8. Not on the Net, but in real life, if someone befriends you, earns your trust. and then, in whatever way or circumstance, offers to help you manage anything if you'll give them power of attorney, run the other way. Power of attorney should be 3 words that are warning signals screaming: "Danger, danger!"

9. Let your representatives know that you support legislation to enhance punishment for those who prey on the elderly and the disabled.

10. Register with every "do not call" agency so you won't get those calls from telemarketers. If you still get them, learn these 2 sentences and overcome whatever manners that were drilled into you as a child: "No, thank you. Remove this number from your call list."

They're supposed to say, "Yes, we will." If they start arguing. Hang up. If they call back, ask for their name and phone number and report them to your state's attorney general.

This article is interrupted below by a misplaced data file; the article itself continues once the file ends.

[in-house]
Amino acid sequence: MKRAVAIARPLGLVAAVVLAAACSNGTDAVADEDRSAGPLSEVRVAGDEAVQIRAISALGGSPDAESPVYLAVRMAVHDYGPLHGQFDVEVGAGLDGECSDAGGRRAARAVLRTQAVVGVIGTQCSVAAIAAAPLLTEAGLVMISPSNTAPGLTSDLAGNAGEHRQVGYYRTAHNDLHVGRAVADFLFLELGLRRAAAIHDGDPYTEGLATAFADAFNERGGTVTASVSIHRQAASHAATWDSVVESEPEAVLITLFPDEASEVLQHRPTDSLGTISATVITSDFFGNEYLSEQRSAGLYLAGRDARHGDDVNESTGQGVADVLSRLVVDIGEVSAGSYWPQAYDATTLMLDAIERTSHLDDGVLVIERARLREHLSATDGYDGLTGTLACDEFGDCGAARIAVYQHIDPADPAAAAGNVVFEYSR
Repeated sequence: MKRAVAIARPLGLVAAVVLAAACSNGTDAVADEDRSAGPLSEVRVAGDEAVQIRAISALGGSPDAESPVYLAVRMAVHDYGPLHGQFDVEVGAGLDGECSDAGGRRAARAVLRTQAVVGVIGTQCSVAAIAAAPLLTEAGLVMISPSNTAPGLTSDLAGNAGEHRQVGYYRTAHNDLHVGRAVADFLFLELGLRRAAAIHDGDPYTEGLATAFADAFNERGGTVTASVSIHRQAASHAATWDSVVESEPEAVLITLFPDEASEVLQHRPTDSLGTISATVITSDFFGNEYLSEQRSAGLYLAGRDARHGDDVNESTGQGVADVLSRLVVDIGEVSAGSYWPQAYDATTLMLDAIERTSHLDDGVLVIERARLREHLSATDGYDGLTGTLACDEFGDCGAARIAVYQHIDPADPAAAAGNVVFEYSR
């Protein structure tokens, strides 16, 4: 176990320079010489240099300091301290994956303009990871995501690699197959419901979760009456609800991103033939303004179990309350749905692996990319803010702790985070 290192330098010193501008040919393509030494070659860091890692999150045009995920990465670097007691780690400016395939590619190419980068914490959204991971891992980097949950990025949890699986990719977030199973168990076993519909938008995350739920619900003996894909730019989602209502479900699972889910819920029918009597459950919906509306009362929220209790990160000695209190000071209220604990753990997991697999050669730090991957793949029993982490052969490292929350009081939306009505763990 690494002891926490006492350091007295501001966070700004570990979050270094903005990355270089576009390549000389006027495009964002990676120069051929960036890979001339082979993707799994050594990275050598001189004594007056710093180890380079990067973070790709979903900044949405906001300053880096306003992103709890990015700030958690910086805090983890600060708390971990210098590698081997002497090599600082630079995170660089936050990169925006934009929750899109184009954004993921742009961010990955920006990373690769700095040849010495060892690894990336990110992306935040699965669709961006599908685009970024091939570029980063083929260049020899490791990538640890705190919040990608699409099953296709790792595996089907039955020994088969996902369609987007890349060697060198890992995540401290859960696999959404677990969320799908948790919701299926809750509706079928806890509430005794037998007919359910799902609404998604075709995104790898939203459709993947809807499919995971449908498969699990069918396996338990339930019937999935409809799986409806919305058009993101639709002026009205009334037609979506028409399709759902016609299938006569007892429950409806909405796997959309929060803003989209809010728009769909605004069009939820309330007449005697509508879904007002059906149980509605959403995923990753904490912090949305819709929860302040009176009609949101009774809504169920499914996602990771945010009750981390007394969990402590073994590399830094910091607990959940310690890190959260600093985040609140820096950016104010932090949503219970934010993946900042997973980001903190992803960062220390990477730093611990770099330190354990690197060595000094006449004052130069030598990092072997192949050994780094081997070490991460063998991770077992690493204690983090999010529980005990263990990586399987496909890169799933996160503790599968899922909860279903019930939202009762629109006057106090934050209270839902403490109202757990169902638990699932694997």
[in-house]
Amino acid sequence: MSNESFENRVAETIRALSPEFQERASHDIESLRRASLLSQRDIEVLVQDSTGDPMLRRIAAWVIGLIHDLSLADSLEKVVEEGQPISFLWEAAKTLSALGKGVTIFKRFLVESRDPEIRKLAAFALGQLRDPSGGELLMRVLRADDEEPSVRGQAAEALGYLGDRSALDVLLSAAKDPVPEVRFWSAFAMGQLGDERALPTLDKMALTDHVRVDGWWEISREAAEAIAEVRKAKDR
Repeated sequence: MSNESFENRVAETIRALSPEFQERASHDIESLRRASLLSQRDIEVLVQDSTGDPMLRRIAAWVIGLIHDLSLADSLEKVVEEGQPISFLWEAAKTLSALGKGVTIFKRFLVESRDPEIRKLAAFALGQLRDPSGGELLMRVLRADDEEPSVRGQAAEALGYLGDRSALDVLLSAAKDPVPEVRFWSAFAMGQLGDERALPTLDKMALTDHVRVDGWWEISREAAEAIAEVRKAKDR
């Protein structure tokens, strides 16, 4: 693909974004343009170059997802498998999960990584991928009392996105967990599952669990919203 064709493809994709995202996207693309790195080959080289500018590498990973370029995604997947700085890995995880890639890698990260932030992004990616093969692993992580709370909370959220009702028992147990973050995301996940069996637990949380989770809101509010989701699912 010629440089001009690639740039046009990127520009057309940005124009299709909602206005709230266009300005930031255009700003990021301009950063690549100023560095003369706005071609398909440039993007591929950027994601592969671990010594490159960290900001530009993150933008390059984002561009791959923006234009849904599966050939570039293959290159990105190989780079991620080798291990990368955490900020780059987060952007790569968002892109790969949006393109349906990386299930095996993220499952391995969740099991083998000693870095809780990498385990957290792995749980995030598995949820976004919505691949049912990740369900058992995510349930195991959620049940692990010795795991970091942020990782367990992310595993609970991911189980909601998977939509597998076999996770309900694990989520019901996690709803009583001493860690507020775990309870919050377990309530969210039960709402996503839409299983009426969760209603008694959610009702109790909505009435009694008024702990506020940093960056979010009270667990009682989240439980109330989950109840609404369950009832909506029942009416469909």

I look at it this way: unsolicited emails and phone calls do not require white gloves and manners. Though some of the stuff falling into my Inbox makes me think I need to wear rubber gloves to deal with it. E-yu!

Meager offering

I'm doing on-site work for a client so I'm not really at home, but the world of computers makes it look as if I am. Hmmm. How many plots have been done that revolve around techno-created alibis? Actually, I can't think of one except an old Columbo episode. Anybody?

Anyway, I have a quotation today as my minimum-required blog effort. This is from the irrepressible Fran Lebowitz and was brought to mind by some of the books that have landed on my desk this last month and by an artist portfolio I viewed recently.

Fran said: "Very few people possess true artistic ability. It is therefore both unseemly and unproductive to irritate the situation by making an effort. If you have a burning, restless urge to write or paint, simply eat something sweet and the feeling will pass.

Some people should have their computers, number two pencils, and Crayons taken away.